[State College, Pennsylvania]: 1919-1920. "Poverty Day" was a light-hearted tradition at Penn State University that required incoming freshmen to parade around campus for the day in thread-bare clothing. The present six (6) photographs convey the jovial atmosphere and good times had by all. One photo of Poverty Day 1920 has been captioned in contemporary blue ink, "A Bold Freshman"; it shows a cheeky young man in Poverty Day dress panhandling amongst a group of what appears to be faculty or administrators. Students are shown leap frogging around campus, piled atop each other as "scrambled eggs", and parading in front of what appears to be a school-wide assembly. A couple of the photos have pencil inscriptions on their versos: "Penn State fashion parade a great success. A great variety of gowns were displayed. Many people think the [venue] is a little too well ventilated for fall wear. But no matter how fastidious ones tastes may be, they were sure to have them met."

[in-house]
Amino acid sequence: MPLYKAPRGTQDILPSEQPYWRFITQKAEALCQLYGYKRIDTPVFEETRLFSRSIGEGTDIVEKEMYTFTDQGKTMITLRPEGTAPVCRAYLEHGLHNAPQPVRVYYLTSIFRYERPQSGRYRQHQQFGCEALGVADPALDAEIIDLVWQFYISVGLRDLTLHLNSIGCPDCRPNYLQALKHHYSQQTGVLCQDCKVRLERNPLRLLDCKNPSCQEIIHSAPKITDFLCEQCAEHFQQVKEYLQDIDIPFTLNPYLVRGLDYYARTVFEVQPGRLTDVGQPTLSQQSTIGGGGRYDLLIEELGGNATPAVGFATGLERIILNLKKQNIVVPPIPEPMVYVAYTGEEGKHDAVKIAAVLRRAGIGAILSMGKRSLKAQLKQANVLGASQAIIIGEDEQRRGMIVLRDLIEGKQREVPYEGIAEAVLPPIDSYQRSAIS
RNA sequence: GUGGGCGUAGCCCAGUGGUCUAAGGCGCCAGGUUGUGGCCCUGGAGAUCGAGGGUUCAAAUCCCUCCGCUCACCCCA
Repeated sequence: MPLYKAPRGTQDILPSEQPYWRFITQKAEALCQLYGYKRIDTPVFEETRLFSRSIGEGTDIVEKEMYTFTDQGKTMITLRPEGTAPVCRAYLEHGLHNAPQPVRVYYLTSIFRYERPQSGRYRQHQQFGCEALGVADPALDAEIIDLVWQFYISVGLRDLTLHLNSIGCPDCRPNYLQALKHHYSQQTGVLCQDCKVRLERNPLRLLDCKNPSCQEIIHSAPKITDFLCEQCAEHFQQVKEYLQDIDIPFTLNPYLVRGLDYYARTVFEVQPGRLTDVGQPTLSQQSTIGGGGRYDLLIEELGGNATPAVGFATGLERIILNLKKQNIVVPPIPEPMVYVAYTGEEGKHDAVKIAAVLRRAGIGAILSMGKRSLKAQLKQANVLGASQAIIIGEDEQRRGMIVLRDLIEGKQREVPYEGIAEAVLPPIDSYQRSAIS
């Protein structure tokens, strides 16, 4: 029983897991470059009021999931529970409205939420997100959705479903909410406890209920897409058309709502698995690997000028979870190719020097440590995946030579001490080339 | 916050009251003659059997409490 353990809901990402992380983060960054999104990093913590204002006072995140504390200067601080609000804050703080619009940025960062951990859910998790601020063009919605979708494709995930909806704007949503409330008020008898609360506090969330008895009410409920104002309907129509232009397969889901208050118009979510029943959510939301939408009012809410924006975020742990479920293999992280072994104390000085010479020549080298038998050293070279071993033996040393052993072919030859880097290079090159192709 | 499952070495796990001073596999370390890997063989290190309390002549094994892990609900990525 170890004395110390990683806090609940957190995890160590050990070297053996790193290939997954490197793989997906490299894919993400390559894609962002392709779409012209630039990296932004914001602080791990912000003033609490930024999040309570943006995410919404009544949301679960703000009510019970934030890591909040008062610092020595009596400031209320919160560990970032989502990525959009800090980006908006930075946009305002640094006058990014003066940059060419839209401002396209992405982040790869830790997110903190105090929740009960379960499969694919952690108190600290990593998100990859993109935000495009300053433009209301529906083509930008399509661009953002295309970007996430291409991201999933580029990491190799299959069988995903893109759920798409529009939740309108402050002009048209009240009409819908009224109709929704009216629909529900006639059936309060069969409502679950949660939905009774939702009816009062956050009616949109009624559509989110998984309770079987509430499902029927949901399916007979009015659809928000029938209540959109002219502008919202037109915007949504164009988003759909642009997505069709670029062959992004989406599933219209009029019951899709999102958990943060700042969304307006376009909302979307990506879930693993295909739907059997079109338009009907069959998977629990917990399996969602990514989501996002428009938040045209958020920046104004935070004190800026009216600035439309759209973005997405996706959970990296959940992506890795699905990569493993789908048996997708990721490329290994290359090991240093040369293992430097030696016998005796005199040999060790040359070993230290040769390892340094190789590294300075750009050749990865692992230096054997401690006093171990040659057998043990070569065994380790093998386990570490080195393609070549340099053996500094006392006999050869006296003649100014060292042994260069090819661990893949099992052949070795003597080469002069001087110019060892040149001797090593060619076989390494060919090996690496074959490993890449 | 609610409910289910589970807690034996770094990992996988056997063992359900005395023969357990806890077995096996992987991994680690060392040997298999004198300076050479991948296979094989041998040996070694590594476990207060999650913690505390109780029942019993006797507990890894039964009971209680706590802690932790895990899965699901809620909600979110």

Each measures approx. 5.75" by 3.5". Contemporary inscriptions in blue ink and pencil.